Dean's Letter Va'eira

Rabbi Gidon Goldberg's picture

Dear Parents,

As we look at current events we can’t help but be seriously concerned with the elevated tone in the country. Over the past few months, we have witnessed the collapse of societal norms, where rioting has become the normal way of protesting, to the point where the Capitol building itself was compromised.

While our elected officials – Democrat and Republican – all want to bring people together, they are often held back by personal political aspirations and stubbornness that slows down the process of governing and serving their constituents. As the world struggles for clarity, we embrace the direction of our Rabbonim and Torah to offer us a template for our actions and beliefs. The Torah indeed warns us of an often-overlooked axiom that states, “Hakinoh hataavoh vehakovod motziin es ho’odom min ho’olom – Jealousy, lust, and honor can remove us from this world.

Rabbi Berel Wein discusses stubbornness in an article on the parshah, showing us that this trait dates way back to Pharaoh.

    Stubbornness can be a virtue or a terrible character defect. When it is a virtue, we call it tenacity. When it is a defect it is just plain foolish and counterproductive. Pharaoh’s stubbornness, as exhibited in this week’s parshah, is an example. His advisers inform him that Egypt is headed for disaster because of his stubbornness, but he refuses to give in to the reality of the series of plagues that threatens to decimate Egyptian society.

    Of course, the Torah tells us that his tenacity was reinforced by the fact that G-d hardened his heart. The commentators, especially Maimonides, judge that to mean that Hashem gave him the courage of his convictions not to be influenced by the events transpiring in his country but to continue his evil path to enslave the Jewish people.

    Hardening his heart did not influence Pharaoh’s choices in the matter. It merely allowed him to transform what previously appeared to be tenacity into ultimate foolishness and disaster. Hitler, Stalin, Mao, and other such leaders displayed this same reckless stubbornness over the past century, resulting in the destruction of societies and the deaths of tens of millions of people.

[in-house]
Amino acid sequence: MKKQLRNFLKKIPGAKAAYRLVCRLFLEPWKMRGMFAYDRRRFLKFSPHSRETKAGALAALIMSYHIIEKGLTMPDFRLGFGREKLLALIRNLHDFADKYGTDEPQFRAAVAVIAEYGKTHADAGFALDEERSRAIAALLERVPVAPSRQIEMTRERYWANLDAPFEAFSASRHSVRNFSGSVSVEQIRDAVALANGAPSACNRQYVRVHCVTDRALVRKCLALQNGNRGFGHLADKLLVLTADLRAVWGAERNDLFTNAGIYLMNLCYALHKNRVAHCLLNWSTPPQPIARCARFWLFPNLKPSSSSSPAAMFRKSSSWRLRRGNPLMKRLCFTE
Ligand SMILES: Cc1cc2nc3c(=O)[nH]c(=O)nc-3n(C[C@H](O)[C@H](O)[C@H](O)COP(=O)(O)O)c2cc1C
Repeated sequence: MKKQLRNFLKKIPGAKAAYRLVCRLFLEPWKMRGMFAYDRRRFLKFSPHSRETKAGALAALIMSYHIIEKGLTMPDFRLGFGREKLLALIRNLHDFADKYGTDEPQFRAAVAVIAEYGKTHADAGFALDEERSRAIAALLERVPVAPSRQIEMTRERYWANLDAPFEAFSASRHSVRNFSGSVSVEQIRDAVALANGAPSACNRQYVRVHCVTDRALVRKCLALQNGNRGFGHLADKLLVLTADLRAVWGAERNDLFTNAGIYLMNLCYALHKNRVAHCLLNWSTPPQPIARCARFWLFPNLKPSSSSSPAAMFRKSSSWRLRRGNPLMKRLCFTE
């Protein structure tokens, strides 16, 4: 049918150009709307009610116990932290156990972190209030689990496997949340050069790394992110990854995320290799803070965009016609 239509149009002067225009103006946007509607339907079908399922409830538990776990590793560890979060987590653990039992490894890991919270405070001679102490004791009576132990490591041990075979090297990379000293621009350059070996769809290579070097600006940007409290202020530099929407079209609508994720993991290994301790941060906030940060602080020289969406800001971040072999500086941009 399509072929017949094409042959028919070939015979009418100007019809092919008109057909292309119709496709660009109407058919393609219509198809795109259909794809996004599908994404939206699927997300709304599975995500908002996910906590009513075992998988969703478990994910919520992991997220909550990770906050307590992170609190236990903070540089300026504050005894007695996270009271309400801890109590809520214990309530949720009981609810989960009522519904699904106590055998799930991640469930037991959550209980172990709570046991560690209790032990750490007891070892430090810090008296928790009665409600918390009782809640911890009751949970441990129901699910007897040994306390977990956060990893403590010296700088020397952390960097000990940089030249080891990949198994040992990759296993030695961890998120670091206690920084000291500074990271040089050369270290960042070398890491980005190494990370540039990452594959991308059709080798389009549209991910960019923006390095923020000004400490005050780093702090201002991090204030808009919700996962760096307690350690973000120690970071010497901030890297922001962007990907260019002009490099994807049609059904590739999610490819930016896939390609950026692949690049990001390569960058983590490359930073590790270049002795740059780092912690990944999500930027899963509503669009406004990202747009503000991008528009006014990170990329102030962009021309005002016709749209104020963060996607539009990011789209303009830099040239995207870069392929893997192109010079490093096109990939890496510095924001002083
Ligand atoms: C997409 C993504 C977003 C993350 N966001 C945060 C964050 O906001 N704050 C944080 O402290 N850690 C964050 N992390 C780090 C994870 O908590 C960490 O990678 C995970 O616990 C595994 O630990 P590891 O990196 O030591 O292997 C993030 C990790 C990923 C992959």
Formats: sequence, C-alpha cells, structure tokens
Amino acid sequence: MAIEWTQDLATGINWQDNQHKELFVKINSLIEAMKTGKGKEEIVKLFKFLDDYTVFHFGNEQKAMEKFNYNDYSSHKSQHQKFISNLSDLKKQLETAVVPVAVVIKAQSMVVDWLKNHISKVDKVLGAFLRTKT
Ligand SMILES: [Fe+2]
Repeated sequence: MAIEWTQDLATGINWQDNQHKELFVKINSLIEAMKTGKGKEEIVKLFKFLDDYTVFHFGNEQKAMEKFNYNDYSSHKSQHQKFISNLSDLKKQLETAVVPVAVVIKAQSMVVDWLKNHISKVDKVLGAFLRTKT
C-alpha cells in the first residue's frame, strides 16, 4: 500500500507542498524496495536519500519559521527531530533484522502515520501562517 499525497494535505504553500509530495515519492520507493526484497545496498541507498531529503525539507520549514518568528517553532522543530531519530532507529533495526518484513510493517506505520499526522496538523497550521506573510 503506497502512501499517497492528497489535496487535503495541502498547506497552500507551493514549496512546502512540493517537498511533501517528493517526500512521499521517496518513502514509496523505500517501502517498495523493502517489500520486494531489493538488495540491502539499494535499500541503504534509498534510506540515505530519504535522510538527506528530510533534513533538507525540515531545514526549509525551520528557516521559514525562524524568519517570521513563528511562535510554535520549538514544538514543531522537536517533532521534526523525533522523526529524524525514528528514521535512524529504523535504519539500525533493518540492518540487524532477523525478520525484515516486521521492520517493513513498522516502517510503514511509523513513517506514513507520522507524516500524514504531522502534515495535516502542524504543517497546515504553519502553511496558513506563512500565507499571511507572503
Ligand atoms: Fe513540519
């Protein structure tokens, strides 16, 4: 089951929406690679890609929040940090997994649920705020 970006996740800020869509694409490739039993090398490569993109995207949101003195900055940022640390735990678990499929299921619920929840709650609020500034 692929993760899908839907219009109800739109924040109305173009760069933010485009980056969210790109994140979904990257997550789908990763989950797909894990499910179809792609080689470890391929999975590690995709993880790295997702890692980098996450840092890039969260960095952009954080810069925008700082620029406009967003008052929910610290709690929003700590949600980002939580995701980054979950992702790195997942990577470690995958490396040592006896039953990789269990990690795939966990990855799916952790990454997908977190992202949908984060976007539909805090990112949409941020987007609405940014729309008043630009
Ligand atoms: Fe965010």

Because of his behavior, Pharaoh becomes the paradigm for the self-destructive trait of foolish stubbornness. The Jewish people are also characterized as being a stubborn people. This trait has served us well when we were and are tenacious in preserving our values and traditions. It is a foolish trait when we continue the policies and misbegotten certainties that have always led to our tragedies and misfortunes.

    Rashi and Midrash teach us the source of Pharaoh’s suicidal stubbornness. It lay in his belief in himself as a god – arrogant and convinced of his own infallibility. People who are never wrong never have to change their policies, beliefs, or behavior.

    I am reminded of a sign that I once saw on the desk of a prominent public figure that said: “Don’t confuse me with the facts; my mind is already made up!” He was joking about it (I think) but that danger lurks in all of us. Once we are convinced of the absolute rectitude of our position, we not only are tenacious in maintaining it, we become downright blindly stubborn.

    Moshe meets Pharaoh at the river’s edge, where he went to perform his bodily functions. Pharaoh is exposed there – not as a god but only as a mortal man. Moshe means to teach Pharaoh that the justification for his stubbornness – his sham sense of infallibility – is itself false. A little humility on the part of Pharaoh would have saved himself and Egypt a great deal of grief. That is why the Torah stresses that the desired quality for true leadership is humility.

    Moshe becomes the paradigm for humility just as Pharaoh – his arch-nemesis – is the paradigm for arrogant stubbornness. This lesson of wise tenacity versus foolish stubbornness exists in all areas of human life and society – family, community, national policy, and personal development. May we be tenacious enough in life to avoid foolish moments of harmful stubbornness.

We thank President Trump for all his accomplishments, and at the same time congratulate our own RI Governor, Gina Raimondo, on her appointment in the new government as Secretary of Commerce. We look forward to working with our newly elected officials for the betterment of our society.

Good Shabbos,
Rabbi Peretz Scheinerman